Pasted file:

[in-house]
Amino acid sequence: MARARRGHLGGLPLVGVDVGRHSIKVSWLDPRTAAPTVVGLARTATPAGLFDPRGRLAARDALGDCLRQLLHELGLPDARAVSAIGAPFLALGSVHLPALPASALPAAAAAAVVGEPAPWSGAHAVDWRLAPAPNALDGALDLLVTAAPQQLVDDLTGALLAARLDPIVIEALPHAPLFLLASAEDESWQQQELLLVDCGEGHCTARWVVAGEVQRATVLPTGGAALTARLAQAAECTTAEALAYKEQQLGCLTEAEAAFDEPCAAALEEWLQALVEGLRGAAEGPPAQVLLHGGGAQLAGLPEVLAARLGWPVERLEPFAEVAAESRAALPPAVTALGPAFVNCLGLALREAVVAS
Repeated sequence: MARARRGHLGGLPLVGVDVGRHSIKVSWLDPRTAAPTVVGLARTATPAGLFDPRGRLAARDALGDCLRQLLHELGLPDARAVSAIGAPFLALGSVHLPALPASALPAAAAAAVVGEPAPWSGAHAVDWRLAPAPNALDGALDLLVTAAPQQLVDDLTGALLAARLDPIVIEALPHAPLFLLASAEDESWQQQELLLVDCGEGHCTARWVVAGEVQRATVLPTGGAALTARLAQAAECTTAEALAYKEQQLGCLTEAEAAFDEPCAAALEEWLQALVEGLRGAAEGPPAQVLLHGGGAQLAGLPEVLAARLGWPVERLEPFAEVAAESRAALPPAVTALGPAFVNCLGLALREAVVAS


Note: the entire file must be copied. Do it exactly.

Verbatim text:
[in-house]
Amino acid sequence: MARARRGHLGGLPLVGVDVGRHSIKVSWLDPRTAAPTVVGLARTATPAGLFDPRGRLAARDALGDCLRQLLHELGLPDARAVSAIGAPFLALGSVHLPALPASALPAAAAAAVVGEPAPWSGAHAVDWRLAPAPNALDGALDLLVTAAPQQLVDDLTGALLAARLDPIVIEALPHAPLFLLASAEDESWQQQELLLVDCGEGHCTARWVVAGEVQRATVLPTGGAALTARLAQAAECTTAEALAYKEQQLGCLTEAEAAFDEPCAAALEEWLQALVEGLRGAAEGPPAQVLLHGGGAQLAGLPEVLAARLGWPVERLEPFAEVAAESRAALPPAVTALGPAFVNCLGLALREAVVAS
Repeated sequence: MARARRGHLGGLPLVGVDVGRHSIKVSWLDPRTAAPTVVGLARTATPAGLFDPRGRLAARDALGDCLRQLLHELGLPDARAVSAIGAPFLALGSVHLPALPASALPAAAAAAVVGEPAPWSGAHAVDWRLAPAPNALDGALDLLVTAAPQQLVDDLTGALLAARLDPIVIEALPHAPLFLLASAEDESWQQQELLLVDCGEGHCTARWVVAGEVQRATVLPTGGAALTARLAQAAECTTAEALAYKEQQLGCLTEAEAAFDEPCAAALEEWLQALVEGLRGAAEGPPAQVLLHGGGAQLAGLPEVLAARLGWPVERLEPFAEVAAESRAALPPAVTALGPAFVNCLGLALREAVVAS